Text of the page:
(The Return of) Ignatz, by Sam Heldman

Wednesday, March 12, 2003

that elusive question of motive
One of the deeply perplexing questions that comes up in constitutional law from time to time is the question of motive: what was the subjective reason why a certain law was adopted? The question is relevant in many religious rights cases, such as the case a few years ago about a municipal ordinance forbidding animal sacrifice (in which the Supreme Court struck down the law because the law's very purpose was to suppress a certain religious activity, despite the city's argument that the law was neutral on its face). So what can we discern about the bill passed yesterday by the Alabama House of Representatives, which would hold a referendum on a proposed amendment to the State Constitution providing that the state, and local governments and school boards, may post the Ten Commandments? One argument is that the motive for that -- as a matter of law, a conclusive presumption so to speak -- is religious rather than secular. See Stone v. Graham (striking down Kentucky law requiring the posting of the Ten Commandments in schools, despite the State's contention that the motive was a secular one). And that argument rings true to me -- though I do have to wonder whether there might actually have been an arguably secular purpose to this particular bill. What's so special about this bill that causes me to say that? It's Section 4, which provides in its entirety "Following the ratification of this amendment to the Constitution of the State of Alabama, this amendment shall be known and cited as the 'DuWayne Bridges Amendment.'" Does blowing one's own horn, and seeking publicity, count as a permissible secular legislative purpose?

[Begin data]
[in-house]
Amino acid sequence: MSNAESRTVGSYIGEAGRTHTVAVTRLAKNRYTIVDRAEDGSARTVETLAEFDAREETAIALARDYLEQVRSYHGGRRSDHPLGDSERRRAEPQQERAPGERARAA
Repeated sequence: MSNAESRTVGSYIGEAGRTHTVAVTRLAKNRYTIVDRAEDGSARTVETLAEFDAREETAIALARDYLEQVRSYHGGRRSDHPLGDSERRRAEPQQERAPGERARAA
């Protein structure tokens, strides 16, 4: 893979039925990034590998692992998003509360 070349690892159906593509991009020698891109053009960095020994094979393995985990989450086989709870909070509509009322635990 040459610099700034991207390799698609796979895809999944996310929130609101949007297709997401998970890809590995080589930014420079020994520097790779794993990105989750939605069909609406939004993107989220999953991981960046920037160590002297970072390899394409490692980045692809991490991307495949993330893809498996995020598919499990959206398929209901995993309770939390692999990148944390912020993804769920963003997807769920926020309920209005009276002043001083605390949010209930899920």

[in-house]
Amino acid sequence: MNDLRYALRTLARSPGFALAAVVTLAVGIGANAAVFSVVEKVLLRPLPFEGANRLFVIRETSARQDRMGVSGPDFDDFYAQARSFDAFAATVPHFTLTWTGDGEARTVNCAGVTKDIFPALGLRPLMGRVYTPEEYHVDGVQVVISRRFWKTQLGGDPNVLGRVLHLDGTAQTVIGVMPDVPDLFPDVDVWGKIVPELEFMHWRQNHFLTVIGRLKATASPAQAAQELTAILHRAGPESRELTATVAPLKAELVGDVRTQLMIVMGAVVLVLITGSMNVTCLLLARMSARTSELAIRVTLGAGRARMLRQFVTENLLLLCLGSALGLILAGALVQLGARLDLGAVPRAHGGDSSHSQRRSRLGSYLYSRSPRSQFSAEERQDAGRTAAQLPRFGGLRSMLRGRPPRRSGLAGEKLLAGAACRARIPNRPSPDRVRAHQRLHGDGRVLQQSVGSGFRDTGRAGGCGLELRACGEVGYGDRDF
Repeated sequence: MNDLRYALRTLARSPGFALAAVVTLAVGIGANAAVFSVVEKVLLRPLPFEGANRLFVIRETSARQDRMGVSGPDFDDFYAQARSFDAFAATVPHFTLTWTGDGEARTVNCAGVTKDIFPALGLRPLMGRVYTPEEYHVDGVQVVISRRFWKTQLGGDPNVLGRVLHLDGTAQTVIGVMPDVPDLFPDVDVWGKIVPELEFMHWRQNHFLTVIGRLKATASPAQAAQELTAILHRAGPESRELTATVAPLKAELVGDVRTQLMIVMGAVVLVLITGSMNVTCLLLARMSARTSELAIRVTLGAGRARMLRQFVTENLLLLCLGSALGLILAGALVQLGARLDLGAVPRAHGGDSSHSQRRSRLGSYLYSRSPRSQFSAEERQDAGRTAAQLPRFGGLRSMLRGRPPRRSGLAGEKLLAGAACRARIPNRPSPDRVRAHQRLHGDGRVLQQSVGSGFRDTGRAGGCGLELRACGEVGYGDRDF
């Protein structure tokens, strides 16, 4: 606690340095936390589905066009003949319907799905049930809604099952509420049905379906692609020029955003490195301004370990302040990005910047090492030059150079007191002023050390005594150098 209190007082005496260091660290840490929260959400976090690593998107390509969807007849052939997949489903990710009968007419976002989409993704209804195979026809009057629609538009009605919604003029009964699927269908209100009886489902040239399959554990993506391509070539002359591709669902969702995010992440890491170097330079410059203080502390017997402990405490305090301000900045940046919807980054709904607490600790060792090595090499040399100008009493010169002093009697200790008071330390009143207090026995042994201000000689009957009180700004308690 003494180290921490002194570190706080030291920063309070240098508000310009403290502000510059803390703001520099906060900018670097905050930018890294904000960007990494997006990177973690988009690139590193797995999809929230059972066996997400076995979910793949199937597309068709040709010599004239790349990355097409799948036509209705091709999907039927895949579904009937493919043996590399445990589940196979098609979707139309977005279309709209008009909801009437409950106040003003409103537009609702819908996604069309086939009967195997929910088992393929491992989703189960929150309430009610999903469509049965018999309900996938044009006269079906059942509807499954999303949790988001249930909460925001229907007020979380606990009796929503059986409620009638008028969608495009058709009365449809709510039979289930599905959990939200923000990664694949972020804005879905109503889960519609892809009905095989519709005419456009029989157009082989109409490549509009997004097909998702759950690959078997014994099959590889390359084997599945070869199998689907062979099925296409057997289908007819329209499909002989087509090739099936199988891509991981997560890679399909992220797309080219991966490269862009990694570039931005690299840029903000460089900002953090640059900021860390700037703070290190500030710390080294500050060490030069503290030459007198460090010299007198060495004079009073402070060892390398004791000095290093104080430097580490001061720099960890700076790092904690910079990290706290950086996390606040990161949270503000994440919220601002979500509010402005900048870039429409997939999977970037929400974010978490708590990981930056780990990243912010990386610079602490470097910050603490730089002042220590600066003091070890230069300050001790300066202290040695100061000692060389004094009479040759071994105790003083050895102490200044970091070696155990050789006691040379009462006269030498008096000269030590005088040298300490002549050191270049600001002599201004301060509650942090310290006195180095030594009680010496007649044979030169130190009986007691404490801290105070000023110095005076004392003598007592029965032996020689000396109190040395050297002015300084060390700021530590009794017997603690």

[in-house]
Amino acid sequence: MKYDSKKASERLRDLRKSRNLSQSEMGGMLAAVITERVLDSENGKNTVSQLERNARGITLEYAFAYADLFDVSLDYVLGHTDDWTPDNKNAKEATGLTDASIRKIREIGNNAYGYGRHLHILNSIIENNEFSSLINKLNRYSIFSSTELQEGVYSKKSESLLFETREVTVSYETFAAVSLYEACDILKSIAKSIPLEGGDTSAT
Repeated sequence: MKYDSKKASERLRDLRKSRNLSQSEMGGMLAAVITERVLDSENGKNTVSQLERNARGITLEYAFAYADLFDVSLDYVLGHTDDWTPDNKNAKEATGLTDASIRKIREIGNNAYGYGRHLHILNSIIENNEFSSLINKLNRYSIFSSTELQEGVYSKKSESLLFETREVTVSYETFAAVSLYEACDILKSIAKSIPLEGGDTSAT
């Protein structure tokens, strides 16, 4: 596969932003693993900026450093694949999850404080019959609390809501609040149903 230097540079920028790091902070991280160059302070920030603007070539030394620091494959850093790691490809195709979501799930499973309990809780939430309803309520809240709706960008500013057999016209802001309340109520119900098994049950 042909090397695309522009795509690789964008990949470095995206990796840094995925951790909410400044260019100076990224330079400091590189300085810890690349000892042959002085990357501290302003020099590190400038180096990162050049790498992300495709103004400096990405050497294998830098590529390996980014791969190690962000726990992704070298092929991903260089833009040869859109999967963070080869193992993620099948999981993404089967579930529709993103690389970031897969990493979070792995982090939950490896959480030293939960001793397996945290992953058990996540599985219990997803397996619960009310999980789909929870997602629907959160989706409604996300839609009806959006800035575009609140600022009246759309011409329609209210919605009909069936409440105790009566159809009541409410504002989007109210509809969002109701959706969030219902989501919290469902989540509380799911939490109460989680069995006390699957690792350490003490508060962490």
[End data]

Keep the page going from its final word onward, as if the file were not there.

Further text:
[FURTHER THOUGHT: To be serious for a moment, I actually don't think that this amendment to the Alabama Constitution, if adopted, would violate the U.S. Constitution; the reason is that, as I read it, this amendment does not actually call for the posting of the Ten Commandments, but instead simply provides that the Alabama Constitution itself would not forbid such posting. That's all academic for now, I think, under Stone v. Graham, supra, because the U.S. Constitution would forbid it. But I do think that Section 4 of the bill, as quoted above, is remarkably transparent political grandstanding through religion.

posted by sam 12:28 PM 0 comments


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